US shale oil seen rising fast
The boom in North American shale oil could expand even faster than forecast if the crude is produced responsibly, energy experts say.
The National Petroleum Council recently forecast that some 3 million barrels per day of shale oil could be produced in North America by 2035 if regulations were favorable to the industry.
The shale oil surge in Bakken, North Dakota and other areas of the country are estimated to be about five years behind the natural gas shale boom. Rapid advancements in hydraulic fracturing, or fracking, and directional drilling have boosted output of both fuels.
“My personal feeling is it could be earlier than 2035 that we get to (3 million bpd) given the pace of development we are seeing in places like the Bakken and increasingly in other arenas,” Andrew Slaughter, a business advisor at Shell Exploration & Production Company, told a panel at the Center for Strategic and International Studies.
The surge could threaten Saudi Arabia’s dominant role in world oil markets, and it also eases the urgency to develop the kingdom’s own reserves, its state energy company said last month.
The US Energy Information Administration on Tuesday raised its forecast for 2012 liquid fuel output by 37% on faster growth from shale oil.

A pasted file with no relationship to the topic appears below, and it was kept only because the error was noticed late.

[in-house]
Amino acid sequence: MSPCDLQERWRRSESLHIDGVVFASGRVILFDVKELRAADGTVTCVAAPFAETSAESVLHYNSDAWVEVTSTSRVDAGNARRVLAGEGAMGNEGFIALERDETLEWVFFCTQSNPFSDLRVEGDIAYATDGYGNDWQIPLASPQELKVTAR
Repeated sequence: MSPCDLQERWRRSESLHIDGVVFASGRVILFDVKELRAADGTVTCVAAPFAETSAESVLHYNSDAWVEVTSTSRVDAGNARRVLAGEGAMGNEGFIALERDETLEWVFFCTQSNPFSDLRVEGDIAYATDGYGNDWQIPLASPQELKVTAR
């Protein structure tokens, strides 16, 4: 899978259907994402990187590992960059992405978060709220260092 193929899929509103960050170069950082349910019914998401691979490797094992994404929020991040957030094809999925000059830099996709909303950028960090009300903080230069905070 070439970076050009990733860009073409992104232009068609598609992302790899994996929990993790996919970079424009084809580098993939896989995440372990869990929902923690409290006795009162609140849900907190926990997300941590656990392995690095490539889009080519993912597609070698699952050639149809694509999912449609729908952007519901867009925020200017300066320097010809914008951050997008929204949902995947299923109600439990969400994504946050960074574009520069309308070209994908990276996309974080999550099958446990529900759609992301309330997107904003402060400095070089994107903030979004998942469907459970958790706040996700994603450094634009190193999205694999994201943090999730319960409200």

Bakken, which began producing in the early 2000s after being discovered in the 1950s, is yielding about 450000 barrels per day, or about 8% of US crude output.
Another shale oil deposit, known as Eagle Ford in Texas, is potentially even more profitable, said Danny Brown, a general manager at Anadarko Petroleum Corp.
There are also 14 or 16 other shale oil fields in North America that are in the early stages of development.
Like fracking for natural gas, shale oil has raised the hackles of environmentalists.
In the fracking process companies blast large amounts of water, mixed with chemicals and sand, deep underground to release the fuels.
Environmentalists are concerned the process uses large amounts of water and employs potentially dangerous chemicals that could contaminate the ground water. In the shale oil, they also abhor companies flaring off large amounts of natural gas in the process, leading to excess emissions.
James Sorensen, a research manager at the Energy & Environmental Research Center in North Dakota said companies could ease those concerns by recycling water and by stopping the flaring.